In the moments leading up to the monarch's death on Sept. 8, her dogs, Sandy and Muic, were by her side at Balmoral Castle.
Queen Elizabeth II's cherished corgis were with her to the end.
The late monarch, who died on Sept. 8 at 96 years old, took comfort in the company of her pups -- Sandy and Muick -- as she prepared to say her final goodbyes. The dogs had been given to her as a gift by Prince Andrew, who has now taken over their care, and his daughters, Princesses Beatrice and Eugenie.
A source tells ET, "Queen Elizabeth’s beloved corgis were with her in her final hours in her room at Balmoral," adding that the pair "were there to comfort the queen."
In addition to her corgis, Elizabeth also was able to see her eldest son, King Charles III, her daughter, Princess Anne, and Charles' wife, Camilla, the Queen Consort, before she died. Other members of the royal family, including her grandsons Prince William and Prince Harry, traveled to Balmoral upon the news of her declining health, but sadly did not make it in time to see the late monarch before she died.
Sandy and Muick were also seen loyally waiting for their late owner as the queen's coffin returned to Windsor Castle before her burial last week.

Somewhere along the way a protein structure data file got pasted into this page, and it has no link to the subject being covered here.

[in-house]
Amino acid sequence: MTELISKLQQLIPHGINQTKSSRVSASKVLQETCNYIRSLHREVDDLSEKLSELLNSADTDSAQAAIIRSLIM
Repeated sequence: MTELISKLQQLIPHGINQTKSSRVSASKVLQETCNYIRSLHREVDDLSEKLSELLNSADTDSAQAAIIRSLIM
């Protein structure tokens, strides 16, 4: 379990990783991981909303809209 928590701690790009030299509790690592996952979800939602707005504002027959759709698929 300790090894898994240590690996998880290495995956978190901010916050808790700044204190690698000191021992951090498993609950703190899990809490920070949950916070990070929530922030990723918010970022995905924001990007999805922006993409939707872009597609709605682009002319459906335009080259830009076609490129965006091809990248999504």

The moment was "a touching" one, said Dr. Roger Mugford -- an animal psychologist who previously worked with the queen's dogs.
Elizabeth was long known for her love of dogs, and it's something, Mugford believes, that likely brought her joy as her health declined.
"It was so lovely that, in her last couple of years, she had two little corgis and and other dogs around her," he recently told ET, "because there's no doubt that any of us, at any stage in our life, but particularly when our life feels like it's declining and stressful... to be able to reach and stroke and be loved by an uncritical admirer, which is a dog, is a great comfort."